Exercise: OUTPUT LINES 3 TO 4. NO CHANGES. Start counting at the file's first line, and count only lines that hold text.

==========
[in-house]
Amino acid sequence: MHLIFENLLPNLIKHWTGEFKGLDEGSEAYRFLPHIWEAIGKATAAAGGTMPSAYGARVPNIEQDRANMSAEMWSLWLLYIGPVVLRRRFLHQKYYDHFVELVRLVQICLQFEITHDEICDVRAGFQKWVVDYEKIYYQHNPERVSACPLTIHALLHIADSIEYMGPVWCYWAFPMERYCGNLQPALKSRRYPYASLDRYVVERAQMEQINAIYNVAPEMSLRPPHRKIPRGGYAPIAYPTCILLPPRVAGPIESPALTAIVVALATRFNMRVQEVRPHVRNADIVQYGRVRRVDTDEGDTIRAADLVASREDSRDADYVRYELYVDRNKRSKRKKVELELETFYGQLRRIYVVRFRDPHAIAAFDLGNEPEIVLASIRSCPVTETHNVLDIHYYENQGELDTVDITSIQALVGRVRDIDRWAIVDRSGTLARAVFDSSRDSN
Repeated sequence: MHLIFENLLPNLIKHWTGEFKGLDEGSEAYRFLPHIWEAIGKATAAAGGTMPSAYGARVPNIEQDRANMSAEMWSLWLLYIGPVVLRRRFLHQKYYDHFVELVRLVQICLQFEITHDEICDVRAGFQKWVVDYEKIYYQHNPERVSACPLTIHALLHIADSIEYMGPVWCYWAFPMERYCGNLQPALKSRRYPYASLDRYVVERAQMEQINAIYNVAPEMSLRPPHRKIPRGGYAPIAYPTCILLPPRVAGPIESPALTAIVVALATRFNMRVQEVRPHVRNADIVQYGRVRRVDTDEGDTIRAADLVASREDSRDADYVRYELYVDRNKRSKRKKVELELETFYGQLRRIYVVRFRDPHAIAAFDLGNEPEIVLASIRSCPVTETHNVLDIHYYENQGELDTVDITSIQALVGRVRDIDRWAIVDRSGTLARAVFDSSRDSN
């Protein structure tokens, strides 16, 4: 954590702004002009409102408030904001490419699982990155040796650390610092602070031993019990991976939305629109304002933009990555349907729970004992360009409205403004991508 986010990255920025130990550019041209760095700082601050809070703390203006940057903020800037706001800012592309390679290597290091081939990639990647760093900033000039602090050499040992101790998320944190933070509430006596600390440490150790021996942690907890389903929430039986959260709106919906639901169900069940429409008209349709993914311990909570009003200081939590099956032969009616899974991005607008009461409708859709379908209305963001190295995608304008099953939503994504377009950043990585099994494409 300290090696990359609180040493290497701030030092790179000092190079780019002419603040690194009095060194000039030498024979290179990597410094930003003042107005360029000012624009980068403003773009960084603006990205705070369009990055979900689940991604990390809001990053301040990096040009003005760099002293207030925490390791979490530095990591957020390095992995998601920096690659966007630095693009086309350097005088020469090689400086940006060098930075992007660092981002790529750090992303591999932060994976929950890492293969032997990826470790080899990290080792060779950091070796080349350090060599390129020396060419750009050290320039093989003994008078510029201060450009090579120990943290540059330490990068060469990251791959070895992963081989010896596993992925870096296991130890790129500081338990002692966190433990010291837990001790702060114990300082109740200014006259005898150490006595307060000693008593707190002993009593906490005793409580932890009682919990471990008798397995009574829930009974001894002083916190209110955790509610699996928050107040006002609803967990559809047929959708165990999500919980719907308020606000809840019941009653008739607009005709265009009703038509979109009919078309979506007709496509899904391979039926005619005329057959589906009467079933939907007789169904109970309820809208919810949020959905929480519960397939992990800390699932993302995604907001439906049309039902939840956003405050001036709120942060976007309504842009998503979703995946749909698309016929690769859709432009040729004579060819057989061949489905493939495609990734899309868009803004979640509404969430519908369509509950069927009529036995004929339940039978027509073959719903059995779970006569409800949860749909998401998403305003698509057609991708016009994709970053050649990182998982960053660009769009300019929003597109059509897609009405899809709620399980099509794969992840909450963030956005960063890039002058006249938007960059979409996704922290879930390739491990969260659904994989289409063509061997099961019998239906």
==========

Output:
Repeated sequence: MHLIFENLLPNLIKHWTGEFKGLDEGSEAYRFLPHIWEAIGKATAAAGGTMPSAYGARVPNIEQDRANMSAEMWSLWLLYIGPVVLRRRFLHQKYYDHFVELVRLVQICLQFEITHDEICDVRAGFQKWVVDYEKIYYQHNPERVSACPLTIHALLHIADSIEYMGPVWCYWAFPMERYCGNLQPALKSRRYPYASLDRYVVERAQMEQINAIYNVAPEMSLRPPHRKIPRGGYAPIAYPTCILLPPRVAGPIESPALTAIVVALATRFNMRVQEVRPHVRNADIVQYGRVRRVDTDEGDTIRAADLVASREDSRDADYVRYELYVDRNKRSKRKKVELELETFYGQLRRIYVVRFRDPHAIAAFDLGNEPEIVLASIRSCPVTETHNVLDIHYYENQGELDTVDITSIQALVGRVRDIDRWAIVDRSGTLARAVFDSSRDSN
């Protein structure tokens, strides 16, 4: 954590702004002009409102408030904001490419699982990155040796650390610092602070031993019990991976939305629109304002933009990555349907729970004992360009409205403004991508 986010990255920025130990550019041209760095700082601050809070703390203006940057903020800037706001800012592309390679290597290091081939990639990647760093900033000039602090050499040992101790998320944190933070509430006596600390440490150790021996942690907890389903929430039986959260709106919906639901169900069940429409008209349709993914311990909570009003200081939590099956032969009616899974991005607008009461409708859709379908209305963001190295995608304008099953939503994504377009950043990585099994494409 300290090696990359609180040493290497701030030092790179000092190079780019002419603040690194009095060194000039030498024979290179990597410094930003003042107005360029000012624009980068403003773009960084603006990205705070369009990055979900689940991604990390809001990053301040990096040009003005760099002293207030925490390791979490530095990591957020390095992995998601920096690659966007630095693009086309350097005088020469090689400086940006060098930075992007660092981002790529750090992303591999932060994976929950890492293969032997990826470790080899990290080792060779950091070796080349350090060599390129020396060419750009050290320039093989003994008078510029201060450009090579120990943290540059330490990068060469990251791959070895992963081989010896596993992925870096296991130890790129500081338990002692966190433990010291837990001790702060114990300082109740200014006259005898150490006595307060000693008593707190002993009593906490005793409580932890009682919990471990008798397995009574829930009974001894002083916190209110955790509610699996928050107040006002609803967990559809047929959708165990999500919980719907308020606000809840019941009653008739607009005709265009009703038509979109009919078309979506007709496509899904391979039926005619005329057959589906009467079933939907007789169904109970309820809208919810949020959905929480519960397939992990800390699932993302995604907001439906049309039902939840956003405050001036709120942060976007309504842009998503979703995946749909698309016929690769859709432009040729004579060819057989061949489905493939495609990734899309868009803004979640509404969430519908369509509950069927009529036995004929339940039978027509073959719903059995779970006569409800949860749909998401998403305003698509057609991708016009994709970053050649990182998982960053660009769009300019929003597109059509897609009405899809709620399980099509794969992840909450963030956005960063890039002058006249938007960059979409996704922290879930390739491990969260659904994989289409063509061997099961019998239906």